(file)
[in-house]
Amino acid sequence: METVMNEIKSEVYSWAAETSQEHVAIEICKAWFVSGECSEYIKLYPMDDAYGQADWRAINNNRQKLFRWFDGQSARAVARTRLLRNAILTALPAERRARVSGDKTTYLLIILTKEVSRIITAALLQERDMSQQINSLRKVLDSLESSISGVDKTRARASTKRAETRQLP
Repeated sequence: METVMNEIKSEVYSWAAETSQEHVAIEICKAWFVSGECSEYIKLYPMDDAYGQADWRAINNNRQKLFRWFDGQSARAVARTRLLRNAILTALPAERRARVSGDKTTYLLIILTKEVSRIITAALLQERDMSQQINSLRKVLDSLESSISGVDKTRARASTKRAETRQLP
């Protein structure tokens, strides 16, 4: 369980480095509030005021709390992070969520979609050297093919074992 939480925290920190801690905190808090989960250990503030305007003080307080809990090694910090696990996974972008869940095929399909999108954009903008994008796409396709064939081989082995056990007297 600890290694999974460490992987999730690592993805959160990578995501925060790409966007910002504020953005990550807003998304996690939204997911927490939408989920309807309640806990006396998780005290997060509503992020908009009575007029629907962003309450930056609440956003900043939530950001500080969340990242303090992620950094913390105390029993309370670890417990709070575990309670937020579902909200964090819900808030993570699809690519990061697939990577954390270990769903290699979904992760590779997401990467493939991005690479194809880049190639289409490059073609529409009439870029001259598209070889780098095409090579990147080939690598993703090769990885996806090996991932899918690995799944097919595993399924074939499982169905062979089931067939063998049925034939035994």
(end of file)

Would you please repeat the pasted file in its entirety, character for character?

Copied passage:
[in-house]
Amino acid sequence: METVMNEIKSEVYSWAAETSQEHVAIEICKAWFVSGECSEYIKLYPMDDAYGQADWRAINNNRQKLFRWFDGQSARAVARTRLLRNAILTALPAERRARVSGDKTTYLLIILTKEVSRIITAALLQERDMSQQINSLRKVLDSLESSISGVDKTRARASTKRAETRQLP
Repeated sequence: METVMNEIKSEVYSWAAETSQEHVAIEICKAWFVSGECSEYIKLYPMDDAYGQADWRAINNNRQKLFRWFDGQSARAVARTRLLRNAILTALPAERRARVSGDKTTYLLIILTKEVSRIITAALLQERDMSQQINSLRKVLDSLESSISGVDKTRARASTKRAETRQLP
């Protein structure tokens, strides 16, 4: 369980480095509030005021709390992070969520979609050297093919074992 939480925290920190801690905190808090989960250990503030305007003080307080809990090694910090696990996974972008869940095929399909999108954009903008994008796409396709064939081989082995056990007297 600890290694999974460490992987999730690592993805959160990578995501925060790409966007910002504020953005990550807003998304996690939204997911927490939408989920309807309640806990006396998780005290997060509503992020908009009575007029629907962003309450930056609440956003900043939530950001500080969340990242303090992620950094913390105390029993309370670890417990709070575990309670937020579902909200964090819900808030993570699809690519990061697939990577954390270990769903290699979904992760590779997401990467493939991005690479194809880049190639289409490059073609529409009439870029001259598209070889780098095409090579990147080939690598993703090769990885996806090996991932899918690995799944097919595993399924074939499982169905062979089931067939063998049925034939035994």